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NAPS F$%#@** NAPS!

This past weekend I was very fortunate to meet so many Moms, Dads and little ones in person at the Babies in Bloom Baby Fair.  By far the most talked about topic was Naps!  So here are my tips for successful daytime sleep!

NAPS!

These are definitely the hardest for a baby or toddler to learn…

The reasons?

  1. They know it is DAY! They would simply prefer to be with you and play
  2. Their sleep cycles are shorter than adults, so they have a hard time pushing through into the next one
  3. There is a less of a biological imperative (sleep drive) during the day compared to at night

My Top 10 Tips:

  1. DARK DARK DARK One of the biggest myths out there is to have your baby sleep in “light” environments so that they learn days vs nights. Invest in good black out drapes or blinds for your daytime sleeps.
  2. Guide your baby to sleep! All the books talk about bedtime routines, but you need a quick nap routine too. This is how your sweet little ones learn what the crib is for. My personal favourite is diaper, sleep sack, book and song. It only takes 3 to 5 minutes and you can do it anywhere.
  3. Resist the urge to feed your baby just before nap time. This will help prevent an eat-to-sleep association AND frustrating bowel movements from happening.
  4. Use a transitional object and integrate it as part of your nap routine as well as your nights. This is a small stuffed animal or blanket that your sweet little baby can use for love, comfort and a sleep strategy. You can learn more HERE and HERE.
  5. Don’t assume that the nap is over! If your baby wakes up within 60 minutes, either rush in and shh/pat them back to sleep or set the kitchen timer for a few minutes. With time and practice, your baby will learn to sleep longer and longer.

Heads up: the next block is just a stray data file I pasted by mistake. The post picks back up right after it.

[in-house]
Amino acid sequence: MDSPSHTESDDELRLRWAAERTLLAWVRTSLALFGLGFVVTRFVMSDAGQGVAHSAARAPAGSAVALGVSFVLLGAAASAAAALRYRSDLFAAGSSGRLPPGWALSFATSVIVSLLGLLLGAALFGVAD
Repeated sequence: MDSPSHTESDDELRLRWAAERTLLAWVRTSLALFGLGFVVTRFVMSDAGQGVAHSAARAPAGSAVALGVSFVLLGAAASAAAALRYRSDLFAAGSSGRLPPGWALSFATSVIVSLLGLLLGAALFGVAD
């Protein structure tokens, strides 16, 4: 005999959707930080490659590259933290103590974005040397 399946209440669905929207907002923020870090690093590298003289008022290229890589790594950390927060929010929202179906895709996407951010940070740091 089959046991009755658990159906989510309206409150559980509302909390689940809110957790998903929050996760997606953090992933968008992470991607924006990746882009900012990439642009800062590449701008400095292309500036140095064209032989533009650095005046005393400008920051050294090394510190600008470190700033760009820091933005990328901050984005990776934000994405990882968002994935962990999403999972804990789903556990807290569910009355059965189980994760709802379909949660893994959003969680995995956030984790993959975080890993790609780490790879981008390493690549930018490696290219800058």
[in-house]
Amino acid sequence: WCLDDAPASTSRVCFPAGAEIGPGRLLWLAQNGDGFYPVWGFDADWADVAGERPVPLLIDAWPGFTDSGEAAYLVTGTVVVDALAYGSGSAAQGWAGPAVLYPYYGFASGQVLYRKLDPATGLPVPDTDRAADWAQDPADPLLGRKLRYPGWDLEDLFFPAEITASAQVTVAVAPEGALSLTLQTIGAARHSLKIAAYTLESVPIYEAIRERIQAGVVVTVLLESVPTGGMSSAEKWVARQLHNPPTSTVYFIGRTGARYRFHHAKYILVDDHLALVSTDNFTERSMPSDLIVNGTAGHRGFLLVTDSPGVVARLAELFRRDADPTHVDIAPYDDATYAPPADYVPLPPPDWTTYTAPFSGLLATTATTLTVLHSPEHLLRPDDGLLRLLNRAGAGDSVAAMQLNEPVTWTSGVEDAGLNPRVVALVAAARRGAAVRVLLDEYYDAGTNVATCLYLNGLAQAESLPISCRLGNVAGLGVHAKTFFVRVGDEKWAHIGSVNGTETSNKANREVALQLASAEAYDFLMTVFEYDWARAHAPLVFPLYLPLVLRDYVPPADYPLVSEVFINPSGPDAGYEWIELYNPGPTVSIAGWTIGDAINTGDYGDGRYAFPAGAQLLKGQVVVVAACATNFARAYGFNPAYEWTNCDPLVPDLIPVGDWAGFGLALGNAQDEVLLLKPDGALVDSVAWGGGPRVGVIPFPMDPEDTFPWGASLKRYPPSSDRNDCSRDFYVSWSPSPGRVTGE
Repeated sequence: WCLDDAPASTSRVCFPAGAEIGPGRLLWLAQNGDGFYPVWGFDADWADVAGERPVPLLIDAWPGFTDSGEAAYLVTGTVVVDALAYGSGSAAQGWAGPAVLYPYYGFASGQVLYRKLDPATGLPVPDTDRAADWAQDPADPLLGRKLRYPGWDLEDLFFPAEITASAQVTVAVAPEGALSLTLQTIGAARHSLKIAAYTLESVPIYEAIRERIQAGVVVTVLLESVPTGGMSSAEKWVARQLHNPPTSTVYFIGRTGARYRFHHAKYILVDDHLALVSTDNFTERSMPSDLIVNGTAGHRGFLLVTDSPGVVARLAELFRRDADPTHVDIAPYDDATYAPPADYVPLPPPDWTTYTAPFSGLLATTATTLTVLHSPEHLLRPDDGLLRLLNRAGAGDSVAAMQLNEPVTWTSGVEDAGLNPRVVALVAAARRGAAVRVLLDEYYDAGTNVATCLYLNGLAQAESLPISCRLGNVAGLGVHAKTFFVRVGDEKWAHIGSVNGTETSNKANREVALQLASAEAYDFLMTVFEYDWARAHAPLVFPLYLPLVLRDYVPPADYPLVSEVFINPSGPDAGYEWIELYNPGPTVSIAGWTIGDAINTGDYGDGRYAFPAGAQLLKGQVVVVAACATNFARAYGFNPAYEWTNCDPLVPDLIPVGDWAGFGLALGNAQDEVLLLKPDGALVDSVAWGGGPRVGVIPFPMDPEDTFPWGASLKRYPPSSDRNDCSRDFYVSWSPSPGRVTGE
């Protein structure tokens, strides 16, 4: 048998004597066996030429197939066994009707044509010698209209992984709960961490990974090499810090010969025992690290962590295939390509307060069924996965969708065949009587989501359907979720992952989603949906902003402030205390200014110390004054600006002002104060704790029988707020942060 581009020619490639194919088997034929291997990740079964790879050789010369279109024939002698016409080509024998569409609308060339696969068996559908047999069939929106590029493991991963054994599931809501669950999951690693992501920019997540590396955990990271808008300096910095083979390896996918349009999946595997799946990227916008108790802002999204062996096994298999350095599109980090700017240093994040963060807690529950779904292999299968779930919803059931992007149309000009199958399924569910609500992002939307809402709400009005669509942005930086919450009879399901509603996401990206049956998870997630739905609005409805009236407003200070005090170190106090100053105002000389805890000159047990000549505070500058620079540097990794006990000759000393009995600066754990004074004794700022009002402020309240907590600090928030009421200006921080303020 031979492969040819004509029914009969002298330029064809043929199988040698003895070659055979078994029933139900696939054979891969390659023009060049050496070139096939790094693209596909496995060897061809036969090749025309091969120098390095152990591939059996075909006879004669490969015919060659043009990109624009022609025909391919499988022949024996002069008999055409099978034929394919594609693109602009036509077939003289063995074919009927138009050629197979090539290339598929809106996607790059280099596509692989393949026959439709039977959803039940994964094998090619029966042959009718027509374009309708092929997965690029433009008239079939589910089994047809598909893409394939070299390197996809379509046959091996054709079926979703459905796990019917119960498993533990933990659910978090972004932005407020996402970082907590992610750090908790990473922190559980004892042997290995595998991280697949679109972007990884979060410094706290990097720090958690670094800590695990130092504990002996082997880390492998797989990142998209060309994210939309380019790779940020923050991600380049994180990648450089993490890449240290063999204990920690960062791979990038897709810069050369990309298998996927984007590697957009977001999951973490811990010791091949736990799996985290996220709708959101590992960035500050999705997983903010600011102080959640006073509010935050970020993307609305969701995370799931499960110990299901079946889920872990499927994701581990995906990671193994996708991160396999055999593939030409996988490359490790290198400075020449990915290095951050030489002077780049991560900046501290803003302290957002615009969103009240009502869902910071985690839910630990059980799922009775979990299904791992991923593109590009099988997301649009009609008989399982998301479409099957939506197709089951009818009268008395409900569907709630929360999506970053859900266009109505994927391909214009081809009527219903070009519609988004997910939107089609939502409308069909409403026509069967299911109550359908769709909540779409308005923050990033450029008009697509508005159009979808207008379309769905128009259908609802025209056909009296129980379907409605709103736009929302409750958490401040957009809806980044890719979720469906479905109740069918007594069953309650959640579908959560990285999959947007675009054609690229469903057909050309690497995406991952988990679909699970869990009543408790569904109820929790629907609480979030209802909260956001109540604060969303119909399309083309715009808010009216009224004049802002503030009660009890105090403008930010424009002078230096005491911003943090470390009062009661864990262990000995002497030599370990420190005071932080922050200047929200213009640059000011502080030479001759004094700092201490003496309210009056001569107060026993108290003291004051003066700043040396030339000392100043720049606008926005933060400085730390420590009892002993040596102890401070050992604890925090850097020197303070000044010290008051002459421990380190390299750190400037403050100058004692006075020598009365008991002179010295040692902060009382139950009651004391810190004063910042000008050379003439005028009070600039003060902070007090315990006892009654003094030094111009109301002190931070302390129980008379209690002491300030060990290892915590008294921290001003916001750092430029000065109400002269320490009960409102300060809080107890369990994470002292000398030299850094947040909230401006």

6. Avoid the overtired baby or toddler. When a baby or toddler is over tired, they will have a harder time falling asleep and staying asleep.
  7. Avoid the use of temporary tools such as nursing your baby to sleep, rocking your baby to sleep, or using a soother.  If you have a newborn, put them down drowsy but awake. For three months and up, they need to be WIDE awake when they go into their cribs.  If your baby is crying when you do this, please get in touch for personal guidance and support.
  8. Limit swing naps, car naps and stroller naps if your baby is three months and older.  They are “junk” sleep and will only cause problems with the crib. This was one the biggest mistakes I made with my own son.
  9. Be patient – naps and especially nap length take the longest for a baby to learn
  10. Consistency, consistency, consistency! The more consistent you are with your child and their sleep, the more consistent your child will be with you and the better they will sleep. That does not mean that you have to be at home for every single nap though. A child with strong sleep skills will sleep anywhere and for anybody.  One of the many joys I give my clients is the confidence that their child will go to sleep peacefully & happily for anyone, and that it can be in a playpen at Grandma’s house, a friend’s home while older children play, church and even the gym!

 

If you have a wee one, you may be wondering When Can I Put My Baby on a Sleep Schedule? 

Or you may have questions about how and when to start Transitioning from Two Naps to One or even Is It Time to Drop the Nap?

Good luck and here’s to happy, well rested babies and toddlers!